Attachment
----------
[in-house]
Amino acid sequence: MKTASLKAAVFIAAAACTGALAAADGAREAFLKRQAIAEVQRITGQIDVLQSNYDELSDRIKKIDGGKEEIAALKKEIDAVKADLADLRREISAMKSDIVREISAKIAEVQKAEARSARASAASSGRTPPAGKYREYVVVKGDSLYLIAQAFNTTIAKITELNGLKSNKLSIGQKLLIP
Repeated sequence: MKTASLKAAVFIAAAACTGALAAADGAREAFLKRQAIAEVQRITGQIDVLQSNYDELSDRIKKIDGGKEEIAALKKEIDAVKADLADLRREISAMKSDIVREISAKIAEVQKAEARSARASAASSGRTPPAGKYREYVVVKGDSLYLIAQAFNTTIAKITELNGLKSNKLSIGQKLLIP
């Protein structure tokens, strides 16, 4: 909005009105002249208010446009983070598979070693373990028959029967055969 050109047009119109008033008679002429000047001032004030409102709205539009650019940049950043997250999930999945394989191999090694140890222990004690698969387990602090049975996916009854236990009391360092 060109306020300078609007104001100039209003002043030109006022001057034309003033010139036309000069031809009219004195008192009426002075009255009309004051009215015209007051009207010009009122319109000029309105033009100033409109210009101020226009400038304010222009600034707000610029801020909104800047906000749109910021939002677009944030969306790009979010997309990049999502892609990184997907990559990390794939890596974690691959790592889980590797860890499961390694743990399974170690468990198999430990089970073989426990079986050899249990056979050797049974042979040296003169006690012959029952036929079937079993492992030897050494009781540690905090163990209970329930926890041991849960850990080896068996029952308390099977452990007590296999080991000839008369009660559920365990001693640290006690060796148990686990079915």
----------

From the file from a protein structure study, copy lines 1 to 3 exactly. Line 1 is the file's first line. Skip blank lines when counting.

[in-house]
Amino acid sequence: MKTASLKAAVFIAAAACTGALAAADGAREAFLKRQAIAEVQRITGQIDVLQSNYDELSDRIKKIDGGKEEIAALKKEIDAVKADLADLRREISAMKSDIVREISAKIAEVQKAEARSARASAASSGRTPPAGKYREYVVVKGDSLYLIAQAFNTTIAKITELNGLKSNKLSIGQKLLIP
Repeated sequence: MKTASLKAAVFIAAAACTGALAAADGAREAFLKRQAIAEVQRITGQIDVLQSNYDELSDRIKKIDGGKEEIAALKKEIDAVKADLADLRREISAMKSDIVREISAKIAEVQKAEARSARASAASSGRTPPAGKYREYVVVKGDSLYLIAQAFNTTIAKITELNGLKSNKLSIGQKLLIP